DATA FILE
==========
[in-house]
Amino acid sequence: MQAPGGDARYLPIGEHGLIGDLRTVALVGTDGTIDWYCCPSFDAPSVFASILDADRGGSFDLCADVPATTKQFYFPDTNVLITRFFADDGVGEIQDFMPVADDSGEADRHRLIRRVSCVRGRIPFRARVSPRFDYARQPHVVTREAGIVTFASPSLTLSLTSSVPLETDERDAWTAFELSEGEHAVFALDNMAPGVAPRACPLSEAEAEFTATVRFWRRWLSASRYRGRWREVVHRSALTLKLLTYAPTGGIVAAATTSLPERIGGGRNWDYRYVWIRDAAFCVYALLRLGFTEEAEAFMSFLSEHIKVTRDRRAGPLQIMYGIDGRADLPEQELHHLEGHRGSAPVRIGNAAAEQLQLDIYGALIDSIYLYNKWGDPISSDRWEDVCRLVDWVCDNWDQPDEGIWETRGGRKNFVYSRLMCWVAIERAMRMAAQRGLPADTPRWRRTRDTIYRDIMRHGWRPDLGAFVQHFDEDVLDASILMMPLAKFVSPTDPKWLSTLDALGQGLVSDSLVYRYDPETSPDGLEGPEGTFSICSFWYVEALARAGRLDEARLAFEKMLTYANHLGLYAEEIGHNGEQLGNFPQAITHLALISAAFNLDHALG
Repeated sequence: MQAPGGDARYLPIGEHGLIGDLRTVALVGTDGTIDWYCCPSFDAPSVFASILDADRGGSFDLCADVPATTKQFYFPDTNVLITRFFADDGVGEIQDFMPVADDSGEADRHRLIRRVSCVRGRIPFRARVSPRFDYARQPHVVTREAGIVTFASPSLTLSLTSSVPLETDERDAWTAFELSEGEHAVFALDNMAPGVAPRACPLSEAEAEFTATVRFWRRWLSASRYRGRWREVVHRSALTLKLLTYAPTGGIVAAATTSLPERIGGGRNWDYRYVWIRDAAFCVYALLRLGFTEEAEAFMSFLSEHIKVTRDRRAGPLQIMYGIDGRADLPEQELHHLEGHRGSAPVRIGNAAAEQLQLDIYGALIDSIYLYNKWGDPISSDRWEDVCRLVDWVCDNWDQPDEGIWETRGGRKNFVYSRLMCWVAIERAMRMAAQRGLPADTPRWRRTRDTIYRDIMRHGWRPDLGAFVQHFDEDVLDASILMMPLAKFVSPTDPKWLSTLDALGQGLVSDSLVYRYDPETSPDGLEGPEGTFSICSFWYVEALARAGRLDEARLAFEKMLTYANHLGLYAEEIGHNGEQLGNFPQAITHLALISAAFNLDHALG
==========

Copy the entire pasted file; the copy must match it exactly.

[in-house]
Amino acid sequence: MQAPGGDARYLPIGEHGLIGDLRTVALVGTDGTIDWYCCPSFDAPSVFASILDADRGGSFDLCADVPATTKQFYFPDTNVLITRFFADDGVGEIQDFMPVADDSGEADRHRLIRRVSCVRGRIPFRARVSPRFDYARQPHVVTREAGIVTFASPSLTLSLTSSVPLETDERDAWTAFELSEGEHAVFALDNMAPGVAPRACPLSEAEAEFTATVRFWRRWLSASRYRGRWREVVHRSALTLKLLTYAPTGGIVAAATTSLPERIGGGRNWDYRYVWIRDAAFCVYALLRLGFTEEAEAFMSFLSEHIKVTRDRRAGPLQIMYGIDGRADLPEQELHHLEGHRGSAPVRIGNAAAEQLQLDIYGALIDSIYLYNKWGDPISSDRWEDVCRLVDWVCDNWDQPDEGIWETRGGRKNFVYSRLMCWVAIERAMRMAAQRGLPADTPRWRRTRDTIYRDIMRHGWRPDLGAFVQHFDEDVLDASILMMPLAKFVSPTDPKWLSTLDALGQGLVSDSLVYRYDPETSPDGLEGPEGTFSICSFWYVEALARAGRLDEARLAFEKMLTYANHLGLYAEEIGHNGEQLGNFPQAITHLALISAAFNLDHALG
Repeated sequence: MQAPGGDARYLPIGEHGLIGDLRTVALVGTDGTIDWYCCPSFDAPSVFASILDADRGGSFDLCADVPATTKQFYFPDTNVLITRFFADDGVGEIQDFMPVADDSGEADRHRLIRRVSCVRGRIPFRARVSPRFDYARQPHVVTREAGIVTFASPSLTLSLTSSVPLETDERDAWTAFELSEGEHAVFALDNMAPGVAPRACPLSEAEAEFTATVRFWRRWLSASRYRGRWREVVHRSALTLKLLTYAPTGGIVAAATTSLPERIGGGRNWDYRYVWIRDAAFCVYALLRLGFTEEAEAFMSFLSEHIKVTRDRRAGPLQIMYGIDGRADLPEQELHHLEGHRGSAPVRIGNAAAEQLQLDIYGALIDSIYLYNKWGDPISSDRWEDVCRLVDWVCDNWDQPDEGIWETRGGRKNFVYSRLMCWVAIERAMRMAAQRGLPADTPRWRRTRDTIYRDIMRHGWRPDLGAFVQHFDEDVLDASILMMPLAKFVSPTDPKWLSTLDALGQGLVSDSLVYRYDPETSPDGLEGPEGTFSICSFWYVEALARAGRLDEARLAFEKMLTYANHLGLYAEEIGHNGEQLGNFPQAITHLALISAAFNLDHALG